Immigration experts thought that once Barack Obama was re-elected as US President for a second term that would result in a surge of applications for deferred action for childhood arrivals. According to a new report from the US Citizenship and Immigration Services, however, the number of applicants has, in fact, gone down – an article in the Washington Post by Tara Bahrampour claims.
USCIS received over 5,700 applications every day three months ago back in September, but as of last month that figure had fallen to just 4,500 per day. Although some experts think that now that Obama has been re-elected, potential applicants may be waiting to see if he is able to enact comprehensive immigration reform during his second term, others think that one of the key reasons why people apply is activism.
“I think the first wave of people we helped were really activists,” says the Casa de Maryland and Ayuda immigrant advocacy group’s director of human health and services, George Escobar. “They weren’t afraid to come out and defend their right to be in this country.”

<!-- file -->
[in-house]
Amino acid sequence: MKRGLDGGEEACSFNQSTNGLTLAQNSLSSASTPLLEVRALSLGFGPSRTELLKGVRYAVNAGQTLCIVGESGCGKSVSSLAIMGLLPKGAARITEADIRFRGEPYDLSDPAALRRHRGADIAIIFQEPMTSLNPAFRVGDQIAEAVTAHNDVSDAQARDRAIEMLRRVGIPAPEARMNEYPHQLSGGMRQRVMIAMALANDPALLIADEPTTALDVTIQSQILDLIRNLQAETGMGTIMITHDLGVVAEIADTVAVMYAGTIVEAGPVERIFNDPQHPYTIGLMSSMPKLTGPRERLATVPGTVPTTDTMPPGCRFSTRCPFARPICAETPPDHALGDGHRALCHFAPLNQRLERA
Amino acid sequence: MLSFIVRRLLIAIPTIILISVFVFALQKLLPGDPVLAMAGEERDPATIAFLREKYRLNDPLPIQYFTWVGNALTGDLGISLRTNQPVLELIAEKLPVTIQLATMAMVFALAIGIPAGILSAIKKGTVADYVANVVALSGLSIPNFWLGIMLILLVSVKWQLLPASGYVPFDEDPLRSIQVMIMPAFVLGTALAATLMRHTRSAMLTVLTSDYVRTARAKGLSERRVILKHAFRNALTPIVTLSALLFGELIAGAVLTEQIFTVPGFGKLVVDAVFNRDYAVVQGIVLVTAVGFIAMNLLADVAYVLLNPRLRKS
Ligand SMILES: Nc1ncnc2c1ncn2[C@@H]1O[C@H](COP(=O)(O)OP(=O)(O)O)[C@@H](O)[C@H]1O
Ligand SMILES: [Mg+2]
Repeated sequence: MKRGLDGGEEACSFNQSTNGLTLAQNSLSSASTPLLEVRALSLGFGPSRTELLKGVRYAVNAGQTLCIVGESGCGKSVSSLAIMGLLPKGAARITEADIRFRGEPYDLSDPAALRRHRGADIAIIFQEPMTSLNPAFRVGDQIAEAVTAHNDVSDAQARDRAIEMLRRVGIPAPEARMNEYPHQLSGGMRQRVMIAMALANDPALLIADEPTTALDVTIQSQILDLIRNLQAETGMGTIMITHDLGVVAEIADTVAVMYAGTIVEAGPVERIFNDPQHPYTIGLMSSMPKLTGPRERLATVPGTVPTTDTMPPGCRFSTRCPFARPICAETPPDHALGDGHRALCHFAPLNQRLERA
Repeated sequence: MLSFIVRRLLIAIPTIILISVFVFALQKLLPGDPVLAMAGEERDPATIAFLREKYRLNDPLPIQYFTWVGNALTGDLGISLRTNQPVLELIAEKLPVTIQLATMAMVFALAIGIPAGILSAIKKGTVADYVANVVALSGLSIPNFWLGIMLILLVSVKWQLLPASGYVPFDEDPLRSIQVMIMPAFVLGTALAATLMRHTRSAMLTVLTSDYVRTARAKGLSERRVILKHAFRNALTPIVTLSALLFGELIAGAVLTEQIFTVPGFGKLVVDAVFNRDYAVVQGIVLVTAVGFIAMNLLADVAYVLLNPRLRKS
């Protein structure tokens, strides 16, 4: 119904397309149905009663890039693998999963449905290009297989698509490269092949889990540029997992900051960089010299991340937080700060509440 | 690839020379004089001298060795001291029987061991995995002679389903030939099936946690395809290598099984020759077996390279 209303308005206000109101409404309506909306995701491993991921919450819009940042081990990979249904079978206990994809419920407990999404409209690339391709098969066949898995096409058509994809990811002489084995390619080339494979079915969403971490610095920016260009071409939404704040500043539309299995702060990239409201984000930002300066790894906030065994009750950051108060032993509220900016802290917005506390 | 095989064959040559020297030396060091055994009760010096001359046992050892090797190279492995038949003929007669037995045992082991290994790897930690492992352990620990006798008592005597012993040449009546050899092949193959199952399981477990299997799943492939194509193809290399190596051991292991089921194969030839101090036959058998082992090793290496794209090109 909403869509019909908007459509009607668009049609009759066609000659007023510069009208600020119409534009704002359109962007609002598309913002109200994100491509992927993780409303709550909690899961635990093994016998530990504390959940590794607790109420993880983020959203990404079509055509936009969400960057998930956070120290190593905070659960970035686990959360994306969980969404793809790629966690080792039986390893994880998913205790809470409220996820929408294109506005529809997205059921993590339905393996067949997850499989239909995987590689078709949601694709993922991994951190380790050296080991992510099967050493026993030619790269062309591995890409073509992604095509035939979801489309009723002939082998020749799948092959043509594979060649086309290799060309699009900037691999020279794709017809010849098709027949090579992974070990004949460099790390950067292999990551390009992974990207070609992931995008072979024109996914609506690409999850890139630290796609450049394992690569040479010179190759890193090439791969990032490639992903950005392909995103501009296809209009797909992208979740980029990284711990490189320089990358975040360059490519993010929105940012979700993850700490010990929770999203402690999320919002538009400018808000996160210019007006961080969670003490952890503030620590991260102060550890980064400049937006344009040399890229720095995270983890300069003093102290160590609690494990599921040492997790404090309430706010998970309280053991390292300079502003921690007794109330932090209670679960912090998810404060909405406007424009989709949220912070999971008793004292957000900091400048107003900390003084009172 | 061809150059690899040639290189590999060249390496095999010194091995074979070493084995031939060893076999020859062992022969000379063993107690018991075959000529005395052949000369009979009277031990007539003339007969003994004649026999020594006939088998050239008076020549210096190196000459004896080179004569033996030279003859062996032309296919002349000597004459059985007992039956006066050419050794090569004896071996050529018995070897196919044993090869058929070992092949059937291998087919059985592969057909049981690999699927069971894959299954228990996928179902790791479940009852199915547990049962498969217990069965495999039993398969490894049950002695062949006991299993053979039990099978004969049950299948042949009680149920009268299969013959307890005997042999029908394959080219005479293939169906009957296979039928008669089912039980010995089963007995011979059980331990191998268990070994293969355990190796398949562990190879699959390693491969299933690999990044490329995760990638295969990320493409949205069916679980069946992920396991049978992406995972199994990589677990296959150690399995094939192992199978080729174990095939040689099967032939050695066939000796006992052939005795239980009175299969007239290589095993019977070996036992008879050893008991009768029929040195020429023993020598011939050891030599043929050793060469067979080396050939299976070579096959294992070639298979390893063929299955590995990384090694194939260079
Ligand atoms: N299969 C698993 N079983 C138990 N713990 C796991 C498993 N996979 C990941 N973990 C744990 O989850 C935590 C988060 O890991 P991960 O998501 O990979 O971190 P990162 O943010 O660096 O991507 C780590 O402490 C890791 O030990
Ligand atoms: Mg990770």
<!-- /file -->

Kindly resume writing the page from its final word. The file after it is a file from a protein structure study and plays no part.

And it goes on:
Given that there is no deadline for deferred action applications at the present time, people who are interested may not feel pressured to apply straight away and could be waiting to see how the debate over comprehensive immigration reform plays out. Despite the uncertainty, however, around 309,000 people have already submitted applications since the beginning of the deferred action program four months ago back in August, with 53,000 already approved.